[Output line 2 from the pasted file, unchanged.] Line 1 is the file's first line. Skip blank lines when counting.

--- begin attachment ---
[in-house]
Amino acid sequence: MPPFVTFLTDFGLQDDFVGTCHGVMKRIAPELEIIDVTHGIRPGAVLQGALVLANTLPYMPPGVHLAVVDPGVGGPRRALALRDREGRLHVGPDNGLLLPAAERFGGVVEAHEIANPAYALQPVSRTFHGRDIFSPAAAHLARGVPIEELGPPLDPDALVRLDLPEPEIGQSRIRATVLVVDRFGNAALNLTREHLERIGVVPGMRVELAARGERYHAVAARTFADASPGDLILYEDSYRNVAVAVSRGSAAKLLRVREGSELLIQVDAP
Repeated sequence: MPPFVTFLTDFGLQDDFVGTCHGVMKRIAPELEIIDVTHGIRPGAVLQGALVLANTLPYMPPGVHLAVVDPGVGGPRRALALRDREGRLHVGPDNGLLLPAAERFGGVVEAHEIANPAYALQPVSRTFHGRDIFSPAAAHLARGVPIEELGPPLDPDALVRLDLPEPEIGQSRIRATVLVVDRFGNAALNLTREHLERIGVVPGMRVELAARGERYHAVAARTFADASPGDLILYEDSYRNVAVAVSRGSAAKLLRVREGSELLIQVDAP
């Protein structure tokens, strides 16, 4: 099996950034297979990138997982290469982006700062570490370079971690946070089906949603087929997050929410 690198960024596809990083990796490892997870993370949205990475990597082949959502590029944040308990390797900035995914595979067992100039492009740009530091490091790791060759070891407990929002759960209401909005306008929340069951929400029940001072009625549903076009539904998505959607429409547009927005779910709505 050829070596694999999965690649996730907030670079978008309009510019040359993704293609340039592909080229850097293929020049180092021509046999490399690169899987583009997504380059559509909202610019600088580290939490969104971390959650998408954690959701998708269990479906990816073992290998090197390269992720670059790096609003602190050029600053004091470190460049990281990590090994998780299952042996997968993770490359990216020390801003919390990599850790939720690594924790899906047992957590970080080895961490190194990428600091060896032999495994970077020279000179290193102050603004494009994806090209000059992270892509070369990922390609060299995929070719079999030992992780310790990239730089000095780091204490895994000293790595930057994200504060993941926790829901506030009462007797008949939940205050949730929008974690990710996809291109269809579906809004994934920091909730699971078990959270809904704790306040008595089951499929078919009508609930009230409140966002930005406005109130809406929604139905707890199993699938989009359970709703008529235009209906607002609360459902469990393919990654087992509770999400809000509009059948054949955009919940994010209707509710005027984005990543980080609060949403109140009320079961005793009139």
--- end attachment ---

Amino acid sequence: MPPFVTFLTDFGLQDDFVGTCHGVMKRIAPELEIIDVTHGIRPGAVLQGALVLANTLPYMPPGVHLAVVDPGVGGPRRALALRDREGRLHVGPDNGLLLPAAERFGGVVEAHEIANPAYALQPVSRTFHGRDIFSPAAAHLARGVPIEELGPPLDPDALVRLDLPEPEIGQSRIRATVLVVDRFGNAALNLTREHLERIGVVPGMRVELAARGERYHAVAARTFADASPGDLILYEDSYRNVAVAVSRGSAAKLLRVREGSELLIQVDAP